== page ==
In closed-door testimony, William B. Taylor Jr., the top American diplomat in Ukraine, implicated President Trump personally in an effort to withhold security aid until Ukraine's leader agreed to investigate the president's political rivals.
William Taylor, the United States' top diplomat in Ukraine, told impeachment investigators privately Tuesday that President Donald Trump held up vital security aid for the country and refused a White House meeting with Ukraine's leader until he agreed to make a public pledge to investigate Trump's political rivals.
In testimony built around careful notes he took during his tenure and delivered in defiance of State Department orders, Taylor sketched out in remarkable detail a quid-pro-quo pressure campaign on Ukraine that Trump and his allies have long denied, in which the president conditioned the entire US relationship with Ukraine on a promise that the country would investigate former Vice President Joe Biden and his family, along with other Democrats.
His account implicated Trump personally in the effort, citing multiple sources inside the government, including a budget official who said during a secure National Security Council conference call in July that she had been instructed not to approve a US$391 million security assistance package for Ukraine, and that, Taylor said, "the directive had come from the president."
Taylor described the situation as "a rancorous story about whistleblowers, Mr. Giuliani, side channels, quid pro quos, corruption and interference in elections," to which Ukraine was subjected by the Trump administration, with Rudy Giuliani, the president's personal lawyer, at the center of what he called an "irregular policy channel" that operated outside of — and at odds with — normal US foreign policymaking.
When he objected to Trump's efforts to tie security aid and a White House meeting to the investigations, Taylor said in his opening statement obtained by The New York Times, Gordon D. Sondland, the US ambassador to the European Union and a Trump campaign donor, said there was no quid pro quo. But then Sondland described just that, telling Taylor to think of Trump as a businessman looking to make sure he would benefit before he closed a deal.
"When a businessman is about to sign a check to someone who owes him something, he said, the businessman asks that person to pay up before signing the check," Taylor testified, quoting Sondland.
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Taylor's testimony directly contradicted repeated assertions by Trump and his Republican allies that there was never a direct linkage involving investigations into Burisma, a Ukrainian gas company that employed Hunter Biden, the vice president's son, or other Democrats.
It also raised questions about the veracity of the testimony of other prominent impeachment witnesses, including Sondland and Kurt D. Volker, the special envoy to Ukraine, who have said behind closed doors they had not been aware of any improper pressure tactics.
That is not true, Taylor told the committee. He said the president had explicitly made it clear that Ukraine's president, Volodymyr Zelenskiy, would not be invited to the White House or secure much-needed security aid unless the Ukrainian leader made a public announcement that his country would start the investigations that Trump so badly wanted.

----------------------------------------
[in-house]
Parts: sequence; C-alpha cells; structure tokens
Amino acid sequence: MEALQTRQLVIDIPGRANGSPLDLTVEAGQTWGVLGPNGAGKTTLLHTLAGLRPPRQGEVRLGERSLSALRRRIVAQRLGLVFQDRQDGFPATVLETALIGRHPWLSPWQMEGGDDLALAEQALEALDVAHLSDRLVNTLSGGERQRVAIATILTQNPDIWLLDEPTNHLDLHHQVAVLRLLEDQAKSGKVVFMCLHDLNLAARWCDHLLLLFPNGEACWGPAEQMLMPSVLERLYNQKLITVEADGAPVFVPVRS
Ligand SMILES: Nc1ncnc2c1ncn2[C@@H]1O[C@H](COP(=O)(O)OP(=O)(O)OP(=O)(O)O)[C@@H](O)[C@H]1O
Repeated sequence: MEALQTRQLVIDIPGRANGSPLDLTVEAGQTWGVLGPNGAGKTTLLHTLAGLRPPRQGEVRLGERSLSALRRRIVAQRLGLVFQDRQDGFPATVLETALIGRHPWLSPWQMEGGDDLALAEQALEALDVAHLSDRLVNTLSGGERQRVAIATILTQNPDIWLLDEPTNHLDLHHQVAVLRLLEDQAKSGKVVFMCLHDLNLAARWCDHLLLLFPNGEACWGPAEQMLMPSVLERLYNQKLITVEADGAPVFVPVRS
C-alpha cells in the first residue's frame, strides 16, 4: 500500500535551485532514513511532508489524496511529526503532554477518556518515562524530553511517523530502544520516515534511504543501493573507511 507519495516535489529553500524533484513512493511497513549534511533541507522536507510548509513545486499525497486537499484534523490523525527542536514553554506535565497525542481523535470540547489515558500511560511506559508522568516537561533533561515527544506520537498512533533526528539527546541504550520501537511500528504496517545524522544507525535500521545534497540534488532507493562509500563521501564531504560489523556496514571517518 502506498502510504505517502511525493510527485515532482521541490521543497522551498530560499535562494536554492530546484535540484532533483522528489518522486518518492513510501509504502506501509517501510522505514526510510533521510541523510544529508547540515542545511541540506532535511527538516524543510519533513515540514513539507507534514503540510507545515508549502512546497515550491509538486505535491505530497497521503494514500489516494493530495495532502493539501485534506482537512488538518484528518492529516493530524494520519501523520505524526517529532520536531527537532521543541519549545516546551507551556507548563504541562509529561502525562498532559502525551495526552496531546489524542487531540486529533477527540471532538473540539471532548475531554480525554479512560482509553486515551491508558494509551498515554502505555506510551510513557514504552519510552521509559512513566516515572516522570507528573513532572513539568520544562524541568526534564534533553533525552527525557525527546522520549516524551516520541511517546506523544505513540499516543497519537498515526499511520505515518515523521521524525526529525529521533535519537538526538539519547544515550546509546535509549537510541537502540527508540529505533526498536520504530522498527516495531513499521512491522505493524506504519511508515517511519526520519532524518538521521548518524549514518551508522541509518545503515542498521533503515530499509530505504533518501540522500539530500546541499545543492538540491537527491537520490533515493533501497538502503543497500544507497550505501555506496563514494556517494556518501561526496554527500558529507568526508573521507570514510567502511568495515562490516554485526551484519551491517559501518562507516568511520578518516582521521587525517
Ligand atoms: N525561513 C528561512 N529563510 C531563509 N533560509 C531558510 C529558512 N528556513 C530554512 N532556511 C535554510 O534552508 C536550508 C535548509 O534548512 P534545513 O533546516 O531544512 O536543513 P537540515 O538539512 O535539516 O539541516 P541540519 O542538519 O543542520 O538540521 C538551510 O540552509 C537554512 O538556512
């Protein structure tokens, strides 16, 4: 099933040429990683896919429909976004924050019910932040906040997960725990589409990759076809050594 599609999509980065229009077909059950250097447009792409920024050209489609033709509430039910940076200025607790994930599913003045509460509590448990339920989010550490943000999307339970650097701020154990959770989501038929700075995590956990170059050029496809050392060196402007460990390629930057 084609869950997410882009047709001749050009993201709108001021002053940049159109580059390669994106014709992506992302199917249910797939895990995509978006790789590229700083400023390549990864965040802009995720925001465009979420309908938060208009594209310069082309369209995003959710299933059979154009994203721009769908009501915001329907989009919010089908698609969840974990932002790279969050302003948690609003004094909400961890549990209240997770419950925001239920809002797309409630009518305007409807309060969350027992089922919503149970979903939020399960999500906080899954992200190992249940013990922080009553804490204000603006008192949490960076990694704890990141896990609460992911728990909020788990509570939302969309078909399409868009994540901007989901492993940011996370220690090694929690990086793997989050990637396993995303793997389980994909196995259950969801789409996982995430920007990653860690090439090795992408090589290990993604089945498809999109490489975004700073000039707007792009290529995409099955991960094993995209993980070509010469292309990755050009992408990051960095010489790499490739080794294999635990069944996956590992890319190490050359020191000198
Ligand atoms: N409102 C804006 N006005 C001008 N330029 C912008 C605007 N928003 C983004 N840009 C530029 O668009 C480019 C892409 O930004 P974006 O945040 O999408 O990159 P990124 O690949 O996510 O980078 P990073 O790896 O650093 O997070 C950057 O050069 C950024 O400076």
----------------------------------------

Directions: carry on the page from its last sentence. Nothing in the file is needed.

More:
Taylor testified that he was told of Trump's demands for investigations during a telephone call with Sondland, who Taylor described as part of a "highly irregular" diplomatic effort aimed at pressuring Ukraine.
"Ambassador Sondland said that 'everything' was dependent on such an announcement, including security assistance," Taylor told lawmakers. "He said that President Trump wanted President Zelenskiy 'in a public box' by making a public statement about ordering such investigations."
Taylor added that: "During that phone call, Ambassador Sondland told me that President Trump had told him that he wants President Zelenskiy to state publicly that Ukraine will investigate Burisma and alleged Ukrainian interference in the 2016 U.S. election," Taylor said.
One lawmaker described the testimony as drawing a "direct line" between US foreign policy and Trump's own political goals.
Rep. Debbie Wasserman Schultz, D-Fla., who sat in on the deposition as a member of the House Oversight and Reform Committee, said that Taylor relied in part on detailed "notes to the file" that he had made as he watched the pressure campaign unfold. His testimony shed new light on the circumstances around a previously revealed text message in which Taylor wrote to colleagues that he thought it was "crazy to withhold security assistance for help with a political campaign."
He "drew a very direct line in the series of events he described between Trump's decision to withhold funds and refuse a meeting with Zelenskiy unless there was a public pronouncement by him of investigations of Burisma and the so-called 2016 election conspiracy theories," Wasserman Schultz said.
In his statement, Taylor described a July 18 call in which he learned that the directive to withhold Ukraine's aid had come to the White House budget office directly from Trump, through his chief of staff, Mick Mulvaney.
"In an instant I realised one of the key pillars of our strong support for Ukraine was threatened," Taylor said in his testimony.